March 9, 1841: Purim - This feast, in commemoration of the Salvation of the Jews by the lovely Queen Esther, was very merrily and delightfully kept. We were deprived from visiting the Shule on account of the tremendous storm; and very sorry we are that we could not listed to the sweet chanting of the Megilla by the Reverend Jacques Lyons. We understand that there were only about forty-five who attended. On Sunday, however, it was somewhat pleasant; which afforded an excellent opportunity to hear the Magilla, and to pay Purim calls. The Spanish Jews behaved well throughout the day and evening; but some of our Tiche friends eat and drank too much. They must learn to deny themselves both in the Succa and on Purim day,- and indeed, on all other holy days. They must not "make their God their belly." We are happy to learn that no noise was made when the name of Haman was read; and also that with one shout of triumph every Hebrew cried out zachor letob after the word leharbona, following the good advice of the Herald.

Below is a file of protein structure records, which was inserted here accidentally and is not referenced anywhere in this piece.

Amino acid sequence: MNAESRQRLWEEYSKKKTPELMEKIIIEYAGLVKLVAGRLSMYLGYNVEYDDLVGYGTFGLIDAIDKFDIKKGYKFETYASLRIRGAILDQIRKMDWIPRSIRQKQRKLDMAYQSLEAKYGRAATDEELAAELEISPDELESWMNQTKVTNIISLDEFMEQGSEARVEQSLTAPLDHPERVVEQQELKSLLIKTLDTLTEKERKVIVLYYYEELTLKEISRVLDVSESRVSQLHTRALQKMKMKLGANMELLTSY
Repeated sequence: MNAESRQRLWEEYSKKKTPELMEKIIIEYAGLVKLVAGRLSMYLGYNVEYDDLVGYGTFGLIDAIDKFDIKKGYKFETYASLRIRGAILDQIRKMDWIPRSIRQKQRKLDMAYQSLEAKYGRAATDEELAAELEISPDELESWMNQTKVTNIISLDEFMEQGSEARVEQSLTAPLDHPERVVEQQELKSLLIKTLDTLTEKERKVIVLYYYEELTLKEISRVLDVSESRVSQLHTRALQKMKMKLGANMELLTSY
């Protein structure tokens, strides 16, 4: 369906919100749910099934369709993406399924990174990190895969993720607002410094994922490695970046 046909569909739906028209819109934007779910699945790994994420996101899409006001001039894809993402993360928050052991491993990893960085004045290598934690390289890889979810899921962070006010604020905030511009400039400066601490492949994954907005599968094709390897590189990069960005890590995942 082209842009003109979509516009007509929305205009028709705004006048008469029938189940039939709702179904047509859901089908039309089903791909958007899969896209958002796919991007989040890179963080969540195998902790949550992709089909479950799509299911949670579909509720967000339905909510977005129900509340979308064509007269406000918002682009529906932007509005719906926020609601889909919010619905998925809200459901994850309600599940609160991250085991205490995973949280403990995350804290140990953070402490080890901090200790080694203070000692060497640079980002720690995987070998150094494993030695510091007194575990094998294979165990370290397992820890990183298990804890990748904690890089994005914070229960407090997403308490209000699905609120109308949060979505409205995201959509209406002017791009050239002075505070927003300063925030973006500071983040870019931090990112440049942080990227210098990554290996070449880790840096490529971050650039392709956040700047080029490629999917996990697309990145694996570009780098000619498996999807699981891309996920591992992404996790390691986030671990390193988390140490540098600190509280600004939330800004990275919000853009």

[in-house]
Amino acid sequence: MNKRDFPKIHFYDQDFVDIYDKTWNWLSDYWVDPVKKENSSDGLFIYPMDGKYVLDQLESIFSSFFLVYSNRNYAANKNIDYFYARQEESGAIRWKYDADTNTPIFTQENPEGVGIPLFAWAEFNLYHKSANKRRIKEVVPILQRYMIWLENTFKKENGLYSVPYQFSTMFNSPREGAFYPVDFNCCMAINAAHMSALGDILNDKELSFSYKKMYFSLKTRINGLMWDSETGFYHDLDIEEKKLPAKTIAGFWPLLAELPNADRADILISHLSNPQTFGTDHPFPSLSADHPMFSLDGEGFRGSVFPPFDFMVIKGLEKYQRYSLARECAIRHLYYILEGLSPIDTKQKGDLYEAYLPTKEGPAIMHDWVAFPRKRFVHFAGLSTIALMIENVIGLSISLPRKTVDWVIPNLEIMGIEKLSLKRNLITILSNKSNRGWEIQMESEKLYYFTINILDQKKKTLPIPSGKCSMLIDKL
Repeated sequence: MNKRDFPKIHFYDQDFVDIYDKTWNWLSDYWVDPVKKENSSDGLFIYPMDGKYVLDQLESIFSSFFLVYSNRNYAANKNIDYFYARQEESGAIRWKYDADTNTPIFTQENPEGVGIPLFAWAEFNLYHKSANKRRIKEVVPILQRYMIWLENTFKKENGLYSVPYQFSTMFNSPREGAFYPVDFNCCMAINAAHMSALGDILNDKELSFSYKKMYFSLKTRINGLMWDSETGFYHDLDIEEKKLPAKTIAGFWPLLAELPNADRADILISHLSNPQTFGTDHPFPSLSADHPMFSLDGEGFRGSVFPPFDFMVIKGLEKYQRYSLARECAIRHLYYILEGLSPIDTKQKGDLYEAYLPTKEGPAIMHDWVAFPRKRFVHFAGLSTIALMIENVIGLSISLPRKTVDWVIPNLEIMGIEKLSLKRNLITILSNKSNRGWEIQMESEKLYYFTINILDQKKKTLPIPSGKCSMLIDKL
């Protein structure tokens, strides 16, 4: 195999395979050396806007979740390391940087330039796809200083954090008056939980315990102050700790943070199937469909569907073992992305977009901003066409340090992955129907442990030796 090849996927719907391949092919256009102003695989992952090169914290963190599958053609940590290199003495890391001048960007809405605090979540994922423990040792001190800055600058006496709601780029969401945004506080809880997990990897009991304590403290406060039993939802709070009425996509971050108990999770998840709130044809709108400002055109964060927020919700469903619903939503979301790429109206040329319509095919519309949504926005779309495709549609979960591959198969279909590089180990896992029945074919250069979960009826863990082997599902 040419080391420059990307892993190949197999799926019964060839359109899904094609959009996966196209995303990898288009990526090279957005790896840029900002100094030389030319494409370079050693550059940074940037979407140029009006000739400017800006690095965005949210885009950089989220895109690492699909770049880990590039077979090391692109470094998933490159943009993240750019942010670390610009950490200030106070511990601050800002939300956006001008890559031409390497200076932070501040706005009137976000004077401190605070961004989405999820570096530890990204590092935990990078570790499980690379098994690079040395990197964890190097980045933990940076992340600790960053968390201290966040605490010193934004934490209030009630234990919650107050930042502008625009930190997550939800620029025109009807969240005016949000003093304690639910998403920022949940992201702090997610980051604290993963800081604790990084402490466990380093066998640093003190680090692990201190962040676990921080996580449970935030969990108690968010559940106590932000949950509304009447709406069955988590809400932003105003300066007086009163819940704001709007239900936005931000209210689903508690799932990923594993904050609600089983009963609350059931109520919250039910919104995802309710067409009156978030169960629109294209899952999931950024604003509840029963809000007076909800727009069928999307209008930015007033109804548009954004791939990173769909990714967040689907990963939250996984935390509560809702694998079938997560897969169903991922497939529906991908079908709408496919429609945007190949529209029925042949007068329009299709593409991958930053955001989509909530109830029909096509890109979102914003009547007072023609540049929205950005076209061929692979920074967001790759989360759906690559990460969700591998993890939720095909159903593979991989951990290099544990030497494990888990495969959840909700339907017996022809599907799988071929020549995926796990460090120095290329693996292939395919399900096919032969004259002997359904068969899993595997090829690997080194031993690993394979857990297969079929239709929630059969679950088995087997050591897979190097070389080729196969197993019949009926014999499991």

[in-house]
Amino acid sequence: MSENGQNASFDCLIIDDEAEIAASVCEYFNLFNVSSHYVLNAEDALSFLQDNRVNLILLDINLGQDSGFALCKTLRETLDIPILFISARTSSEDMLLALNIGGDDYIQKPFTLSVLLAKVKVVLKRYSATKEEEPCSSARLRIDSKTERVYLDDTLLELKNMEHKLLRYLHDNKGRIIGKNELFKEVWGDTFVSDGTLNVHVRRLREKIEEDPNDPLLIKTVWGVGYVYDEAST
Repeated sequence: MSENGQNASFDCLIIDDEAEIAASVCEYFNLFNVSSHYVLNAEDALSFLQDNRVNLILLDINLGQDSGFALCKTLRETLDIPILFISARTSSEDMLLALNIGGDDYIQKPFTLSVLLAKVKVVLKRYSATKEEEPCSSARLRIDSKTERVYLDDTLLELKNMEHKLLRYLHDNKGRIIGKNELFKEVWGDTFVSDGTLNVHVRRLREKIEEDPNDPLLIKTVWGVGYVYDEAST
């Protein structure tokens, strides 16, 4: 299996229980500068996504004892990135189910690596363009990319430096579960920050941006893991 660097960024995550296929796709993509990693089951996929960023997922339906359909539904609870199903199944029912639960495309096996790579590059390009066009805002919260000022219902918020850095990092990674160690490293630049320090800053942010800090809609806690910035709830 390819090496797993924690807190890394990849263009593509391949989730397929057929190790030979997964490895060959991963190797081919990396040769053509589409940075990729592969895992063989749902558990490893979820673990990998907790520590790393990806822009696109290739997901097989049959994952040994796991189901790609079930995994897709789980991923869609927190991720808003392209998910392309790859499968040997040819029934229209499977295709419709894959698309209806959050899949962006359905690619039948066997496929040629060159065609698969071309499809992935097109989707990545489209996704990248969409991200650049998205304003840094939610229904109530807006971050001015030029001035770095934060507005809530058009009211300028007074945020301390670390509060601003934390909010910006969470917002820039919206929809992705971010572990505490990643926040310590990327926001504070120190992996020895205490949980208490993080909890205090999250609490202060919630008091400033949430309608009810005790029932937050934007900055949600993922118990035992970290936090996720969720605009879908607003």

Sure wish I knew who wrote these. First published use of "frum?" Maybe.

Jacques Lyons (b. 1813) was the hazzan-minister of Shearith Israel ("the Crosby street Shule) from 1839-1877.

Friday, March 02, 2012

The Shaagat Aryeh is recalled in Metz, 1828.

Here's a fascinating footnote about the Shaagat Aryeh included in a book published in 1828, less than 45 years after his death. He was then still a living memory. In fact his son was then a rabbi, as mentioned in this footnote.

"Msr. Lyon-Asser was promoted to the much-sought after position of Chief Rabbi of the Jewish community of Metz, on the reputation of one of his works titled Schagatharié (the lion's roar), a folio volume printed in Germany. I acknowledge that I am unqualified to pass judgment on such a work. According to the testimony of our learned Hebraists, especially of Mr. Gerson Levy, considered very astute in Hebrew literature, this book, full of the subtleties and controversies that make the base and seasoning of Rabbinic scholarship, demonstrates that had Asser Lyon chose to train for instruction in another career, he would have made a name in the literary world because of his elevated mind.